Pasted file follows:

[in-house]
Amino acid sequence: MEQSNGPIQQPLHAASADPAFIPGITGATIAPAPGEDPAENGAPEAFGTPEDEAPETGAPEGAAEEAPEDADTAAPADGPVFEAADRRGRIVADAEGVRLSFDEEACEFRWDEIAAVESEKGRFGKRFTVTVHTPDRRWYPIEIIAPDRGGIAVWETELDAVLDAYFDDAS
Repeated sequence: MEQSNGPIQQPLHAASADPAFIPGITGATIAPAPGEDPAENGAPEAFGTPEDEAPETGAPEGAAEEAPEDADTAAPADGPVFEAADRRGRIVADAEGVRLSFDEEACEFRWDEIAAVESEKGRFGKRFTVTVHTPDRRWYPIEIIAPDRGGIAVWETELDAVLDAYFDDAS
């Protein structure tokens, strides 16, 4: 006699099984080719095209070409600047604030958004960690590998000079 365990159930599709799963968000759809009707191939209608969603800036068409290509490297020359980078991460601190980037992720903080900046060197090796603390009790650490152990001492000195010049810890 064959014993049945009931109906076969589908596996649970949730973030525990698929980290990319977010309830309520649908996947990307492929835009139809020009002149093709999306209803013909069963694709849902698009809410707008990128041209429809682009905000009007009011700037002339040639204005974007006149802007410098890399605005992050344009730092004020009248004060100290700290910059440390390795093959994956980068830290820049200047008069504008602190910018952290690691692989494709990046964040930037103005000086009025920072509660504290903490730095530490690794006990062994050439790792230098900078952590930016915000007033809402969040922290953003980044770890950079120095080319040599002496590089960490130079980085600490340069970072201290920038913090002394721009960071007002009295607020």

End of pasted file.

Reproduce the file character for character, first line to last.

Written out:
[in-house]
Amino acid sequence: MEQSNGPIQQPLHAASADPAFIPGITGATIAPAPGEDPAENGAPEAFGTPEDEAPETGAPEGAAEEAPEDADTAAPADGPVFEAADRRGRIVADAEGVRLSFDEEACEFRWDEIAAVESEKGRFGKRFTVTVHTPDRRWYPIEIIAPDRGGIAVWETELDAVLDAYFDDAS
Repeated sequence: MEQSNGPIQQPLHAASADPAFIPGITGATIAPAPGEDPAENGAPEAFGTPEDEAPETGAPEGAAEEAPEDADTAAPADGPVFEAADRRGRIVADAEGVRLSFDEEACEFRWDEIAAVESEKGRFGKRFTVTVHTPDRRWYPIEIIAPDRGGIAVWETELDAVLDAYFDDAS
């Protein structure tokens, strides 16, 4: 006699099984080719095209070409600047604030958004960690590998000079 365990159930599709799963968000759809009707191939209608969603800036068409290509490297020359980078991460601190980037992720903080900046060197090796603390009790650490152990001492000195010049810890 064959014993049945009931109906076969589908596996649970949730973030525990698929980290990319977010309830309520649908996947990307492929835009139809020009002149093709999306209803013909069963694709849902698009809410707008990128041209429809682009905000009007009011700037002339040639204005974007006149802007410098890399605005992050344009730092004020009248004060100290700290910059440390390795093959994956980068830290820049200047008069504008602190910018952290690691692989494709990046964040930037103005000086009025920072509660504290903490730095530490690794006990062994050439790792230098900078952590930016915000007033809402969040922290953003980044770890950079120095080319040599002496590089960490130079980085600490340069970072201290920038913090002394721009960071007002009295607020």